Leading 87 young people out of a theater in the middle of a performance is not only terribly disruptive, it is teaching young people to treat their relationships with performers and other audience members casually. We share this world with others, people! Perhaps if these were grade-school children, a quick walk-out at the first sign of the f-word might've been understandable, but teenagers need not be treated with the same kind of protectiveness. It seems to me that an appropriate exit in this situation would've been at an intermission (if there was one) or at the end of the show. A conversation with the young people about the appropriateness of Mr. Daisey's language and commentary would be a far better learning experience for those kids than teaching them that it's okay to walk out of a show whenever they feel like it.

2. How not to be compared to Nazi youth in Triumph of the Will.

If you read Daisey's blog post, you read that he invokes Leni Riefenstahl while describing the misguided man who poured water on his notes. Walking onstage and pouring water on a performer or his props, while perhaps an effective act of protest, is a serious breach of the performer-audience relationship. Again, it's a reprehensible lesson to teach a group of students. You are demonstrating a shameless lack of respect for a performer's work, the artistic process, the rest of the audience, and the theatrical experience. Let's not forget, either, that if you do so, the performer might later publicly compare you to Hitler's Aryan masses.

3. Also, don't talk, and turn off your cell phones, and it's not a movie and there's no loud soundtrack to drown out your noisy snacking, so don't eat stuff, which means unwrapping loud paper or plastic is a bad idea too.

4. Oh, and try not to cough too much. If you've got a cold, save the coughing for the laugh lines. It's a good trick to remember.

Monday, April 23, 2007

Billy Porter

just about made me cry, y'all! I went to see the Gay Men's Chorus of Los Angeles perform their tribute to Billy Strayhorn yesterday afternoon with a friend of mine; I have a couple of friends in the chorus and was there to support them as well, of course. I've only been to one other of their concerts, and, while while you wouldn't think that show's style and music would be a perfect fit for my tastes (my friend -- who's a subscriber and big GMC cheerleader, fyi -- affectionately refers to their shows as "Lawrence Welk for gay people"), I really had a really nice time, and the way was paved smoothly by fellow Carnegie alum Billy Porter, who sang a rendition of "Lush Life" early in the show that just about had me over the moon! Wonderful! The song's already gorgeous, and Porter made it even more so. It's hard to believe Strayhorn wrote that as a teenager. Congrats to GMCLA!

Friday, April 20, 2007

The Tristan Project at Disney Hall

I've been meaning to post about this all week, but I keep getting sidetracked. I saw Acts II and III last weekend (JW decided to keep Act I all to himself), and as we walked out of the final act on Saturday night, I said, "I think this is the way I need to hear Wagner from now on -- one act at a time -- because I know I wouldn't have appreciated that amazing climax in the same way if it had been at the end of an evening of opera that stretched past four hours.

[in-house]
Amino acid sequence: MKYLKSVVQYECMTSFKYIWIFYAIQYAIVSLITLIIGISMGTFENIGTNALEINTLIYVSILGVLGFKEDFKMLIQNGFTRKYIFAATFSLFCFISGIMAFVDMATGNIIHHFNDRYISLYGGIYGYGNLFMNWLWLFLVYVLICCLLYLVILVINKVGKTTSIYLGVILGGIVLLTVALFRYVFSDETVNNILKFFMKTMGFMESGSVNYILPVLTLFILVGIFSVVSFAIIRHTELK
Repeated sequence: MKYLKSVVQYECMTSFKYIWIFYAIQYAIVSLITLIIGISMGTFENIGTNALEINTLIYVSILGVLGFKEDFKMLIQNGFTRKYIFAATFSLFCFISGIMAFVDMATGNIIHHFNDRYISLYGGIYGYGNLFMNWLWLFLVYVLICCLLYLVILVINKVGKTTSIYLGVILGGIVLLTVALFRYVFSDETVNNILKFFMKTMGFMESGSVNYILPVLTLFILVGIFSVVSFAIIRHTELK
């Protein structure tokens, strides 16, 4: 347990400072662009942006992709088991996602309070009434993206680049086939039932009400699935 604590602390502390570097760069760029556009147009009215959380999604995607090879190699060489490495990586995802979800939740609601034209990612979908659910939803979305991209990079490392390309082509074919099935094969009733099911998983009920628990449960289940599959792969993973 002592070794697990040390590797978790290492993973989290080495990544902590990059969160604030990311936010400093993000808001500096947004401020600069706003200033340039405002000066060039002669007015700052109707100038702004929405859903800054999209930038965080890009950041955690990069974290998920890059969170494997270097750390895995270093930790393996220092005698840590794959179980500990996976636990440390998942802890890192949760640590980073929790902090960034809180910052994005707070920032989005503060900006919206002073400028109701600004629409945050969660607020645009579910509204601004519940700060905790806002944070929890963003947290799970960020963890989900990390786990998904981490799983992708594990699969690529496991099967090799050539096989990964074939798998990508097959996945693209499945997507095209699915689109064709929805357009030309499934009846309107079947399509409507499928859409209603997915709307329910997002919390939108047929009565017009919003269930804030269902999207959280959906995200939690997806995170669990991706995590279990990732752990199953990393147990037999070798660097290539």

I also might not have appreciated it without Bill Viola's video art, which was at its best in the final images of Act III, in transcendant sync with the music's final strains...just glorious.

Mark Swed wrote about it in the LATimes last Monday, calling it "the great Los Angeles artwork of our time." I don't know that I'm in the position to agree, but it was a lovely two nights at the symphony.

It's going to New York next, so keep an eye out for it. Too bad you'll have to hear/see it at Avery Fisher Hall. JW does not envy you.

Thursday, April 19, 2007

Don't give up hope....

I got a request for a manuscript from a theater based on a mailing I sent out last June. All I sent them was a synopsis! The theater's in Austin, too, and I'd love to have a play done there. Besides just having a new excuse to go there, doesn't having a play done in Austin raise your "cool playwright" cred just a little?

My night of TV

I'm housesitting again, which means I have access to serious cable and DVR until Saturday morning. Last night was the first night I spent the whole evening channel-surfing. JW helped, when he wasn't falling asleep; we've learned that he does not care for reality TV. Some observations:

Did you see that Blake guy fixing LaKisha's eye make-up on American Idol last night? I know this question has been asked before, but is everyone on that show gay?

After watching the AbFab episode on DVR where Patsy and Edina try to have an orgy, I have reaffirmed my feeling that, while I love that show, small doses are better. Trying to move onto the episode about the door handle didn't meet with much success.